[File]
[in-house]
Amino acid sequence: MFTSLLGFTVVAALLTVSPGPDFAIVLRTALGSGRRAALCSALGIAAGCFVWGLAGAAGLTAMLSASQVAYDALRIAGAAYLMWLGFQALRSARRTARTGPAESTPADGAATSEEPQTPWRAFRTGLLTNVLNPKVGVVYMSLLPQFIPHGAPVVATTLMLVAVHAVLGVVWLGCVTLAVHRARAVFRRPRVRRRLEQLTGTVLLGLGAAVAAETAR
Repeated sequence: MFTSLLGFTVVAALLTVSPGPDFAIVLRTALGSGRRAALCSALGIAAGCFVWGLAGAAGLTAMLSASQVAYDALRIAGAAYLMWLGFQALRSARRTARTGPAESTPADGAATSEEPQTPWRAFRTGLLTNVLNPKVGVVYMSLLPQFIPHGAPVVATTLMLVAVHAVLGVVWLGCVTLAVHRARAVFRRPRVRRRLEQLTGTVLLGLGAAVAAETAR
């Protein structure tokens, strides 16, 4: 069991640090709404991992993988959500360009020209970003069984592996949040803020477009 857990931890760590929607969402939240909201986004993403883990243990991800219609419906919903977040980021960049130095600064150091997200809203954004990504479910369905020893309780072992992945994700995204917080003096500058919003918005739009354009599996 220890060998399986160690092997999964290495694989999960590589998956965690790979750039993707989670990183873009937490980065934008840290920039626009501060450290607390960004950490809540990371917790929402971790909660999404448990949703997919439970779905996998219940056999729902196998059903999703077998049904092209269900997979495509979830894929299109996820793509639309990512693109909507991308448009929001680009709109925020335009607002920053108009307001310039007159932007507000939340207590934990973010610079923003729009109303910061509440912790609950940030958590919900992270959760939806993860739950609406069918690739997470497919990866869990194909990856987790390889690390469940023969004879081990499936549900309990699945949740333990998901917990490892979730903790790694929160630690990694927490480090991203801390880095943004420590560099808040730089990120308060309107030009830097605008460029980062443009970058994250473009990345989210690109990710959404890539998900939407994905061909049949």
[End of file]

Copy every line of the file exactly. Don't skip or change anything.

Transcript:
[in-house]
Amino acid sequence: MFTSLLGFTVVAALLTVSPGPDFAIVLRTALGSGRRAALCSALGIAAGCFVWGLAGAAGLTAMLSASQVAYDALRIAGAAYLMWLGFQALRSARRTARTGPAESTPADGAATSEEPQTPWRAFRTGLLTNVLNPKVGVVYMSLLPQFIPHGAPVVATTLMLVAVHAVLGVVWLGCVTLAVHRARAVFRRPRVRRRLEQLTGTVLLGLGAAVAAETAR
Repeated sequence: MFTSLLGFTVVAALLTVSPGPDFAIVLRTALGSGRRAALCSALGIAAGCFVWGLAGAAGLTAMLSASQVAYDALRIAGAAYLMWLGFQALRSARRTARTGPAESTPADGAATSEEPQTPWRAFRTGLLTNVLNPKVGVVYMSLLPQFIPHGAPVVATTLMLVAVHAVLGVVWLGCVTLAVHRARAVFRRPRVRRRLEQLTGTVLLGLGAAVAAETAR
């Protein structure tokens, strides 16, 4: 069991640090709404991992993988959500360009020209970003069984592996949040803020477009 857990931890760590929607969402939240909201986004993403883990243990991800219609419906919903977040980021960049130095600064150091997200809203954004990504479910369905020893309780072992992945994700995204917080003096500058919003918005739009354009599996 220890060998399986160690092997999964290495694989999960590589998956965690790979750039993707989670990183873009937490980065934008840290920039626009501060450290607390960004950490809540990371917790929402971790909660999404448990949703997919439970779905996998219940056999729902196998059903999703077998049904092209269900997979495509979830894929299109996820793509639309990512693109909507991308448009929001680009709109925020335009607002920053108009307001310039007159932007507000939340207590934990973010610079923003729009109303910061509440912790609950940030958590919900992270959760939806993860739950609406069918690739997470497919990866869990194909990856987790390889690390469940023969004879081990499936549900309990699945949740333990998901917990490892979730903790790694929160630690990694927490480090991203801390880095943004420590560099808040730089990120308060309107030009830097605008460029980062443009970058994250473009990345989210690109990710959404890539998900939407994905061909049949």